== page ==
The increase in allocation of the ECD Grant over the MTEF will enable the Department to increase the subsidy rate per child from R15 in 2019/20 to R18.57 in 2022/23, and provide access to ECD services to an estimated 692 469 children by 2022/23.


It must be kept in mind that, in the midst of the Covid-19 pandemic, Government will have to reprioritise the allocation of resources. To this end, the budget of the Department of Social Development and that of provincial health departments may also be affected.




Having considered the Strategic Plan, APP and the budget of the Department, this section summarizes the Committees’ findings, observations and recommendations.


5.1 Findings and Observations


  • The Committees commended the Department for improvement in the language of reporting and accountability. The strides the Department has taken were also noted as they will strengthen governance and oversight in the sector.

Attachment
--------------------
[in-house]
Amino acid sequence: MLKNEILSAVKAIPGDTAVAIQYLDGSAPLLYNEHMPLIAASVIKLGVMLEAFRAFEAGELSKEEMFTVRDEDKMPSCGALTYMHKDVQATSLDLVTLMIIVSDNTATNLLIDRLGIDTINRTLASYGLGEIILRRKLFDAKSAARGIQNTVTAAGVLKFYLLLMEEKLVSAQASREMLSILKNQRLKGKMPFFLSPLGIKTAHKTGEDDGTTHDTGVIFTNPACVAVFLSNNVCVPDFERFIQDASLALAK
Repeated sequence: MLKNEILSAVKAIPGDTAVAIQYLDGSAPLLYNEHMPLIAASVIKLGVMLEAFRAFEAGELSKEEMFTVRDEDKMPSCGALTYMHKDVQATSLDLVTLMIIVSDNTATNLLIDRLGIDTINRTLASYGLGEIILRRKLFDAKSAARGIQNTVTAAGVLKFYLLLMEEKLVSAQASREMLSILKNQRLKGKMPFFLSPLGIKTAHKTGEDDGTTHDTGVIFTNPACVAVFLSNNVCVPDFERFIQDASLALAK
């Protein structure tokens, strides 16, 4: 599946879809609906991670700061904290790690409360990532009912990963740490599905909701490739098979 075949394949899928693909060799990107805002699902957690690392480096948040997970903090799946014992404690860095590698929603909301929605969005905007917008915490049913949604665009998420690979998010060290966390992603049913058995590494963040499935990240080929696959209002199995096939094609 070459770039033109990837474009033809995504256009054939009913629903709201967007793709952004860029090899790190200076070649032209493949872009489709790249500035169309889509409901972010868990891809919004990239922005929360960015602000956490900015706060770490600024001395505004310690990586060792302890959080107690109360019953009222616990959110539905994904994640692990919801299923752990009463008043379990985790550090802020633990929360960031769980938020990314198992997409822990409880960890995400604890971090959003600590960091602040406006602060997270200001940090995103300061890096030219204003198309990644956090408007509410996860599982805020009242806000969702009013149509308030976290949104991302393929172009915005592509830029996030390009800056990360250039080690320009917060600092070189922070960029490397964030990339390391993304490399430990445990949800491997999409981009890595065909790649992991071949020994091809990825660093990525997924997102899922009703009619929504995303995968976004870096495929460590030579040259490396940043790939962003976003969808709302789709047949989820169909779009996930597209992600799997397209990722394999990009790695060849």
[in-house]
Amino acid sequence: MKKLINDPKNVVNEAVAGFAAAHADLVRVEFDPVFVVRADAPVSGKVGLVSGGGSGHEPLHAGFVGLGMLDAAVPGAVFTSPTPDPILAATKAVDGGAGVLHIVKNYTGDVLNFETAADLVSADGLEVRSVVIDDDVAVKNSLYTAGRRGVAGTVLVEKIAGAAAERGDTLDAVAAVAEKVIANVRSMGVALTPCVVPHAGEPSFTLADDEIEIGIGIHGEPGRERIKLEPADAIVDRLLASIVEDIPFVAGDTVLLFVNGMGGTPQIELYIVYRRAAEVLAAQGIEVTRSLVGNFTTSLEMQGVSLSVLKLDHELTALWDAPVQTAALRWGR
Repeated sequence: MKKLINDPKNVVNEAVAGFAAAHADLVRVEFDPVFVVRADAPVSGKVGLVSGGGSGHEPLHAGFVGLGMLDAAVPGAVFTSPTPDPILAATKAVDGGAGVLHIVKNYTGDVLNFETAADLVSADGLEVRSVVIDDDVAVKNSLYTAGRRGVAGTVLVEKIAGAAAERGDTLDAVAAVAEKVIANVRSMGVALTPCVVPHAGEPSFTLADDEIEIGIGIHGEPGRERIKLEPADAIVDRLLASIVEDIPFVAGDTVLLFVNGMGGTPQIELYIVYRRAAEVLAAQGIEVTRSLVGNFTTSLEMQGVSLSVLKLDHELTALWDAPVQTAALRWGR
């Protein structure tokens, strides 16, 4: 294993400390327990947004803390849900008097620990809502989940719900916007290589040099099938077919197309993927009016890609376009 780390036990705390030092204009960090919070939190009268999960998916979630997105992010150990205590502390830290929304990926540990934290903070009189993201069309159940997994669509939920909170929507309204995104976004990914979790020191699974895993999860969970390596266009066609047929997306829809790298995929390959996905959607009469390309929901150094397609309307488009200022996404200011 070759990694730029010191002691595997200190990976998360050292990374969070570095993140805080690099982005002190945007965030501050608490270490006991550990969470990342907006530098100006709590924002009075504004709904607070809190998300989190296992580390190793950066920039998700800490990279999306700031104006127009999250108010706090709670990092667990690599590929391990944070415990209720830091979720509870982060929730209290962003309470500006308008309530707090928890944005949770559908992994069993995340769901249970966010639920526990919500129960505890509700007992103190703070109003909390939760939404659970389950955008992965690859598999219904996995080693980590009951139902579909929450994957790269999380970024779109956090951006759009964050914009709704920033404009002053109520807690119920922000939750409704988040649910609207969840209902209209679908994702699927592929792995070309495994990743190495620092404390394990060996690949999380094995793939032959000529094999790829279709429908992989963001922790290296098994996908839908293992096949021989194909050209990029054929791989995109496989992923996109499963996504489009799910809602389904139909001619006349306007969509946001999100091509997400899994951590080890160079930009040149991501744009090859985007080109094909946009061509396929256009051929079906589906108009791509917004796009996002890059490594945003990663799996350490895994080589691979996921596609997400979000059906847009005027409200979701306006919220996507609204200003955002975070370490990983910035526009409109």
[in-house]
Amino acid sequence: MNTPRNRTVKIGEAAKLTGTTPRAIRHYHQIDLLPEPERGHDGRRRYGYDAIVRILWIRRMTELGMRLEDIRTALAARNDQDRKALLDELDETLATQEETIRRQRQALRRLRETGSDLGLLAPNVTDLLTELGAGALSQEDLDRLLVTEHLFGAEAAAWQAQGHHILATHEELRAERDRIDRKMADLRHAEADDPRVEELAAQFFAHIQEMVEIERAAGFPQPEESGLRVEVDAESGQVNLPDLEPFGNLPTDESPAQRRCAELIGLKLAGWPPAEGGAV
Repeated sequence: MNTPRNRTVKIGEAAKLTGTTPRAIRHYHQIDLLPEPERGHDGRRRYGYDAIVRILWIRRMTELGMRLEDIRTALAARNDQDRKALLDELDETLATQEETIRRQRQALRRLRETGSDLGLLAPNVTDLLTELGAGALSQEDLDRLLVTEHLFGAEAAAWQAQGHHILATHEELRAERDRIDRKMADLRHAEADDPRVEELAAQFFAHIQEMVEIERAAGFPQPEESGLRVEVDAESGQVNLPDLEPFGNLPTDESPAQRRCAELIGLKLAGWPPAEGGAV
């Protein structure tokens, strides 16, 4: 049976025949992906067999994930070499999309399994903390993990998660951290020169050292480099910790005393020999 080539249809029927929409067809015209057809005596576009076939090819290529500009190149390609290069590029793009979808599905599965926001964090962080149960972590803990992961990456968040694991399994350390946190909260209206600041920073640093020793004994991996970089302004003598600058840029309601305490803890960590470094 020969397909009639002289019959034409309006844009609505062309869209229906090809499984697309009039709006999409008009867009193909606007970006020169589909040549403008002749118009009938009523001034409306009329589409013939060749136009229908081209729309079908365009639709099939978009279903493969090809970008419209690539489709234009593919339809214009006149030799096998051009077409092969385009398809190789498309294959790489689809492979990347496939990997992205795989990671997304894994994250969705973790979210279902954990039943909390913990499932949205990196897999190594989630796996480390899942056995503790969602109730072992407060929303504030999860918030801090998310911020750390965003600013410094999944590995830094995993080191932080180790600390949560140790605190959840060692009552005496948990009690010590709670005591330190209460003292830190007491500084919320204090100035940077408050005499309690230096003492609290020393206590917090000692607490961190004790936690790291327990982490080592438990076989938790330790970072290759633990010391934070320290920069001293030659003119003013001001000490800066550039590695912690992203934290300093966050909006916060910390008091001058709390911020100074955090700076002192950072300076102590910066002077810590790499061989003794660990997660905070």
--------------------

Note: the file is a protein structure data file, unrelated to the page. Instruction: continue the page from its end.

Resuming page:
• The Committees expressed concern that the Department failed to meet the deadline of 31 January 2020 to submit its APP to the AGSA for a review. Further, the Committees raised concerns over the repeat audit findings, with the key findings being lack of oversight by the department over its entities.


  • The Committee reiterated its concern over the AGSA’s 2017/2018 finding that senior management failed to respond to the internal audit unit reports. It maintained that this unit is important as it provides early warning signs of weaknesses in the implementation of internal controls and non-compliance. 


  • The Committees were concerned that the Department’s APP and Five Year Strategic Plan were silent on GBVF issues. It strongly felt that the Department needs to prioritize this area.